Next up! Spooktacular!

Monday, July 5, 2010

The rabbit-hole went straight on like a tunnel for some way

Force is described as a push or a pull on an object. Force can also be due to phenomena such as magnetism, gravity, or anything else that might cause a mass to accelerate.

Shortly after setting up our campsite and tent, we set off for the shuttle that was to take us on to the venue, and that’s when I first heard it. “Mclovins!” someone shouted as we entered the bus and my daughter Kayla turned and smiled as we settled into our seats, hoping this was a harbinger of things to come. I try and wear Mclovins colors at all the away games, leaving no doubt as to whom I came to see, and this summer the “McLovins!” shout outs were growing in number. After a fairly thorough search at the gates, we strolled off to find the venue. The main stage was to the right side of the fairgrounds, dominating the scene with its wide spectator field and two flanking stages. The main lane leading into the scene was festooned with dozens of tents and vendor booths, resembling equal parts Country fair and Renaissance festival. After a bit of fumbling, we managed to find the Port City Music Hall Stage, a very large and spacious shed that looks to be used as a multi-purpose building for agricultural or 4-H events.

Grand Hotel was playing to a crowd of a couple hundred and after listening for a bit, we trudge on to catch up with the band. After wandering a while we caught up with The Mclovins and set out on further exploring the grounds. The shout-outs continued as the band took in the sights and sounds of this new festival, though the vibe was a bit different, and surprisingly there weren’t that many people around. Rustic Overtones was playing the main stage to a crowd of a couple thousand. The double stage set-up allows for a band to be loading in and setting up the stage while another act carries on with their own set, and the turn around time between shows is cut down to less than a half-hour. We spent a bit of time with the band on the main vendor area, stopping by to take pictures at the Gathering of the Vibes tent, and meeting up with many friends both old and new. Ryan Montbleau was taking the main stage and we managed to catch a good chunk of his set before setting off to PCMH Stage to watch the show.

The hall had cleared out from the previous band, and with the exception of a few tapers and the crew, we had the place to ourselves. Nateva had an excellent sound and lighting crew who quickly and efficiently had the guys set up and ready to go within 15 minutes. Now a small crowd had grown and they were about 5 or 6 deep at the front rail, but with about 10 minutes to go before the show a nice and steady stream of people flowed into the hall. The band took a quick minute to circle up and get their heads into the show before they took the stage to begin the show. Most festivals don’t have a traditional sound check, so after a minute or two of tuning, and with the room about half-full, Jake counted off the intro and the band broke into Bead Head Crystal Bugger. High energy and full of thick, syrupy bass and guitar leads, BHCB has quickly become a show staple, a potent and progressive stew spiced with just a touch of metallic flavor. The sound in the hall was full and powerful, Jason’s new bass amp just booming while Jeff’s typically pyrotechnic playing was in full effect. Playing a 45 minute set with the promise of an encore, the band tore through the performance.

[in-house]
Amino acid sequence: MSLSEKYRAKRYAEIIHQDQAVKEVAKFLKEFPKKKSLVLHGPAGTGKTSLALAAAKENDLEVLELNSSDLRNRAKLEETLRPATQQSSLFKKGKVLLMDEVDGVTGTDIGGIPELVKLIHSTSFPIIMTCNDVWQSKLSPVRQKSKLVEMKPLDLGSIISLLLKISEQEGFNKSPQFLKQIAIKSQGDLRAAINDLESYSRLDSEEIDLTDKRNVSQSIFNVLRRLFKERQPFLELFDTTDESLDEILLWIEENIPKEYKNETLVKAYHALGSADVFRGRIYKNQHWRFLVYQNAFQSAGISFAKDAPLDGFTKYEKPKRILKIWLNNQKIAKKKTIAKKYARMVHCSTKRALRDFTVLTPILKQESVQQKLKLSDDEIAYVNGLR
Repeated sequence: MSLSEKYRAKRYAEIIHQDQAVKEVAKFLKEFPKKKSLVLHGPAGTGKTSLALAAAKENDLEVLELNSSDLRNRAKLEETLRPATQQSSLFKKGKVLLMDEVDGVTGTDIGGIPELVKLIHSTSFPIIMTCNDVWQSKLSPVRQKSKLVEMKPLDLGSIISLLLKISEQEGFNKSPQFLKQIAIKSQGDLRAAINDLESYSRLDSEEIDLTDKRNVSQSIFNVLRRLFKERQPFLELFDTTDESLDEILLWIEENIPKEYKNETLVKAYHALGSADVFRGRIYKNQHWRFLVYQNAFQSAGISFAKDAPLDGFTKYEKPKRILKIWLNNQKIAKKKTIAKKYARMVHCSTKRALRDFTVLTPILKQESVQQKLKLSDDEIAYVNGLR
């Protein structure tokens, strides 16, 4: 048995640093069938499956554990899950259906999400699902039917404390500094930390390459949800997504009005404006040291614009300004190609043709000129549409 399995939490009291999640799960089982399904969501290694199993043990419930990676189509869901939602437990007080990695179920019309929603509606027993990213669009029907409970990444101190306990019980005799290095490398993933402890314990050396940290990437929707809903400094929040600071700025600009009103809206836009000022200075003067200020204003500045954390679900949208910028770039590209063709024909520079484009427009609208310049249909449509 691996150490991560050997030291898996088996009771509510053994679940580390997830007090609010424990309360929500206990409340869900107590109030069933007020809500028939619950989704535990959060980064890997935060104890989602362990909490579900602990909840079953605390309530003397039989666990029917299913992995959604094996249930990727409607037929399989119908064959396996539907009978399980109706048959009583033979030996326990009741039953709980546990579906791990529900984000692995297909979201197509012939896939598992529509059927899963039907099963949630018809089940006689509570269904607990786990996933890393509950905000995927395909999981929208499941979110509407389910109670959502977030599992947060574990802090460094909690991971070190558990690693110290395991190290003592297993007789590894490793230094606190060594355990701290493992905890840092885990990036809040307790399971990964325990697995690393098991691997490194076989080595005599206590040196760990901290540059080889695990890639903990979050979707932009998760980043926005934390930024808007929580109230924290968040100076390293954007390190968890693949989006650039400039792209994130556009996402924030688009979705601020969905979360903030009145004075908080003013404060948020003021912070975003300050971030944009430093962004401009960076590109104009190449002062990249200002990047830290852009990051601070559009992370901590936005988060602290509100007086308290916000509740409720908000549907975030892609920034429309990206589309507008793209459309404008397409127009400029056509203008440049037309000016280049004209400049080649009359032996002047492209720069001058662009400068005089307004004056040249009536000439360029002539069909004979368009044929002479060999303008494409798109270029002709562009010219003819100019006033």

Deep Monster Trance took on a booming tenor as Jake’s vocals soared and filled the room, the sound a siren call to all, as the audience quickly swelled while people continued to pour in. Tokyo Tea followed in DMT’s footsteps, an effervescent romp with a killer back-beat. This was the tipping point of the show, the hall was packed, you couldn’t squeeze anyone else in, the back VIP balcony wall was stuffed, and people were outside dancing and spinning. Milktoast Man is a nice chill number, but this usual set cool-down had little calming effect on the crowd who quickly started clapping along with the song. It’s striking how Jason and Jeff use tone and controlled power to such a great effect. The tempo doesn’t have to be racing for the song to drive; ‘the prudent application of force” that’s the McLovins sound in a nutshell for me. Jake and Jason trading lyrics, creating a soulful sound as Jeff conjures strains to envelope the crowd. Virtual Circle is the set closer, again raising the tempo and amping up the crowd, Jason and Jake just crushing the vocals as Jeff just shreds..a plain and simple application of force.

Having hurried the show along, an encore was certain, would they bust out YEM or would the call be for something else? The band stood grinning from ear to ear like a set of Cheshire cats as they knew what they would play, nodding furiously they again took their positions as the crowd worked itself into a frenzy, but you don’t need me to tell you what happened, Tweezer Reprise dropped and the place exploded.

50 minutes; sometimes that’s all it takes to create a buzz, maybe it’s all it takes to create something mythic. There must have been over 10,000 people at Nateva on Saturday, and it looks like the McLovins played to a crowd in excess of 1,300. This single performance set off a series of events that led to what happened Saturday night, and that, will be a tale for another time…

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